Born in Myanmar and raised in the United States, Bella has been a resident of Canada since 2017. She earned an honors degree in International Relations with a minor in Mathematics from Linfield College, Oregon, and completed a semester abroad in Politics, French, and Arabic at the University of Nottingham, UK, with first-class honors standing. Having been awarded an MA degree in Political Science from Simon Fraser University, her recent research encompasses the electoral representation of visible minorities in North America, resettlement of newcomers to Canadian cities, and populism and nationalism in Burmese politics. She joined the Department of Political Studies at Queen's University as a doctoral student in September 2020. Her doctoral research focuses on women’s unprecedented political participation and leadership in the anti-military movement during the ongoing military coup in Myanmar.
PhD candidate, Harvard University
Courtney Wittekind is a PhD Candidate in Social Anthropology at Harvard University. Her doctoral research pursues two lines of inquiry linked to urban development and economic insecurity in contemporary Myanmar (Burma). The primary component is an ethnographic study of the politics of planning amidst uncertainty in southwest Yangon, a region undergoing rapid transformation as a result of the ambitious New Yangon Development Project, which aims to extend the city’s limits by over 20,000 acres. A second avenue of inquiry probes Myanmar’s broader political transition, proposing that local responses to the delays and deferrals of a large-scale, state-led development project may reveal related stances toward nascent reforms, with the pursuit of a “new nation” and a “new city” experienced as intimately interlinked. This research has been supported by the National Science Foundation, the Wenner-Gren Foundation, and the Fulbright-Hays program.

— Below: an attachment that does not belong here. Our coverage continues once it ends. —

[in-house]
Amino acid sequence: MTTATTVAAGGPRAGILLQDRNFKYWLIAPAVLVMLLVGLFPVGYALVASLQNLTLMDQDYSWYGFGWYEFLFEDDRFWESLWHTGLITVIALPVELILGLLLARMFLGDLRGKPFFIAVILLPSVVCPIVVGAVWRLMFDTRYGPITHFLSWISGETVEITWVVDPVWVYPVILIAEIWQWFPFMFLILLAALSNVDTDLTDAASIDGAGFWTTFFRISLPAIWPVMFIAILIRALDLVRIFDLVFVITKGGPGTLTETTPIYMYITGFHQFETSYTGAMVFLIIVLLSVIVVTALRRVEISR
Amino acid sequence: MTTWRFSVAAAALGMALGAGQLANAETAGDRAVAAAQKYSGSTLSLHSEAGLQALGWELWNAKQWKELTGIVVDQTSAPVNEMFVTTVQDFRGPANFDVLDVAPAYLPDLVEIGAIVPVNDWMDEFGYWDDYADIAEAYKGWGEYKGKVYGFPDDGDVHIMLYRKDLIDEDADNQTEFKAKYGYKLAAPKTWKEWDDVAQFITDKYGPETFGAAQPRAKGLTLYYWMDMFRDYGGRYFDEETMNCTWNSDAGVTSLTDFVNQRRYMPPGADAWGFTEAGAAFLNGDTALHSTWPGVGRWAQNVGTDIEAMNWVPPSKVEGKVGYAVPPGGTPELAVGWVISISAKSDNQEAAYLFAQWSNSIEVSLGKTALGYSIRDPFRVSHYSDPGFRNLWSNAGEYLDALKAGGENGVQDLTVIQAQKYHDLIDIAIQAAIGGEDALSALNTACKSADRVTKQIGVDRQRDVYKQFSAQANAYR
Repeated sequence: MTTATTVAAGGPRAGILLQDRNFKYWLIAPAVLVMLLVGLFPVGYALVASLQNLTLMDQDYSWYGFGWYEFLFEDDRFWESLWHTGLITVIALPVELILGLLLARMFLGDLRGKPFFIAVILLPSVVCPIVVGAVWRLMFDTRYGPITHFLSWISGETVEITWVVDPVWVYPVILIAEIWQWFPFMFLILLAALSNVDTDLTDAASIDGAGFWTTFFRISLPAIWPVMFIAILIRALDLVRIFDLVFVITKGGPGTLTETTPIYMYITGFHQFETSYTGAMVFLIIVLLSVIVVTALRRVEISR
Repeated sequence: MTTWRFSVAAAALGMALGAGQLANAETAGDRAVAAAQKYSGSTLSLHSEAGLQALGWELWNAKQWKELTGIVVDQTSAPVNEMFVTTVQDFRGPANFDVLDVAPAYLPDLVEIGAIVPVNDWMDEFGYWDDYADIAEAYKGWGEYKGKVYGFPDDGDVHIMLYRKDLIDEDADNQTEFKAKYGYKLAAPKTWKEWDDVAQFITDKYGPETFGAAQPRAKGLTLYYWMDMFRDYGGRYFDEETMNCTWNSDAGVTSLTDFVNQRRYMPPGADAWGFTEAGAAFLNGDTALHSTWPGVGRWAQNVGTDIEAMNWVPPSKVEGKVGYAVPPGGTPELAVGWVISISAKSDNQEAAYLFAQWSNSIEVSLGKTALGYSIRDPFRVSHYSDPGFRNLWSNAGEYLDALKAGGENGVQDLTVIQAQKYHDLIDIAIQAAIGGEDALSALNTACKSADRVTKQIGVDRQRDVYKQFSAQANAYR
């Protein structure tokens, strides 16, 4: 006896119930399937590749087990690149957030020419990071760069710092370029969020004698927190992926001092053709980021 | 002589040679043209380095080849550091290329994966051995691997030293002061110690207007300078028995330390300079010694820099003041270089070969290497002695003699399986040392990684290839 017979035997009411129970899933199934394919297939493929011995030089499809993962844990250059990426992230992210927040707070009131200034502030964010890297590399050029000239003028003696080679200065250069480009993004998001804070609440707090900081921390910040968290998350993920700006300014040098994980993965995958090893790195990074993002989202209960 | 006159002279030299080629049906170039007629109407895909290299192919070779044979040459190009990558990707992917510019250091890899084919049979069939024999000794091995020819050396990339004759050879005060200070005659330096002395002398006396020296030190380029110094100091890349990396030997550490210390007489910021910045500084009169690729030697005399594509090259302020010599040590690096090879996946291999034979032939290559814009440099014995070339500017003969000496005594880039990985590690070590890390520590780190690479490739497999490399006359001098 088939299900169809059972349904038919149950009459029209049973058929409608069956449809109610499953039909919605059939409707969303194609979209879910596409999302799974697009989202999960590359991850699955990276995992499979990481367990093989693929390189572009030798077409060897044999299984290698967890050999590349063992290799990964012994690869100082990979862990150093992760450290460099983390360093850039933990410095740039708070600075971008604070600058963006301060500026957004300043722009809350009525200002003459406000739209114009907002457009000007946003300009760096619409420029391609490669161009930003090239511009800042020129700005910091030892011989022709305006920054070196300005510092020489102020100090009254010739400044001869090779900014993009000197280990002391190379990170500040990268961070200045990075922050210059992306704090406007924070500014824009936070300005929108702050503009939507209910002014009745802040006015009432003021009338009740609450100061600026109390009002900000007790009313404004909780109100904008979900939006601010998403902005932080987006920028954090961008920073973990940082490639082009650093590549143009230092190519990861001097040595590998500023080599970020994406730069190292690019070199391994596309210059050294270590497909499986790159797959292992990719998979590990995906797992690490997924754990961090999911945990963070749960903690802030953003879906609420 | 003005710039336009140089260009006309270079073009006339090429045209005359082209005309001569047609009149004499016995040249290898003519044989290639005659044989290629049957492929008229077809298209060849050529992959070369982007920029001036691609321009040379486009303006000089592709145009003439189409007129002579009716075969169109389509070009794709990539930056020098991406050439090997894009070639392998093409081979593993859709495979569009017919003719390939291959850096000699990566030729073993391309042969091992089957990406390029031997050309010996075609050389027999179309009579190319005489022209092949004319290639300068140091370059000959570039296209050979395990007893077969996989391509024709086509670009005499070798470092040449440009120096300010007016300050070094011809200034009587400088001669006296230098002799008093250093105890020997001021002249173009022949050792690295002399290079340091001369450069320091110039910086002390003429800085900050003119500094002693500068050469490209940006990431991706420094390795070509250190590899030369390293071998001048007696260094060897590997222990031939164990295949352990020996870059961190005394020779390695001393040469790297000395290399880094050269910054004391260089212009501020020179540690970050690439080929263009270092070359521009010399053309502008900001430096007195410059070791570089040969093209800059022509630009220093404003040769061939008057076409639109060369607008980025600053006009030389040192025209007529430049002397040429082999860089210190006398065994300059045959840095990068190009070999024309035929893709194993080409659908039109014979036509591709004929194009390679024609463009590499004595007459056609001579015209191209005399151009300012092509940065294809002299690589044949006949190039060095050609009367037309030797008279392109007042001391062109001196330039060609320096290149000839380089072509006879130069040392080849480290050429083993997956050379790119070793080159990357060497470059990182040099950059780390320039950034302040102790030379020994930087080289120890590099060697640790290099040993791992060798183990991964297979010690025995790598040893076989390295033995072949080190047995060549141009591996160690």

UBC Visiting Fellows
Two outstanding young researchers from the Yangon University of Economics joined UBC’s Masters of Public Policy and Global Affairs program for one term in 2018, 2019, and 2020. They completed a full course load that supported not only their own development as researchers, but also enriched discussions around key public policy and development issues in the classroom. The pandemic and the coup made the visiting program impossible in 2021, but we hope to continue it in the future.
UBC Visting Fellows
2020 Scholars from the Yangon University of Economics
Myat Thet Su
Myat Thet Su has a keen interest in responsible and sustainable environment policy and tries to implement such programmes as part of her business model. She was interested in the summer programme because she saw it as a great opportunity to learn about the different education systems in different countries. Additionally, she likes to attend workshops and lectures as a way to keep her motivated to pick up new skills.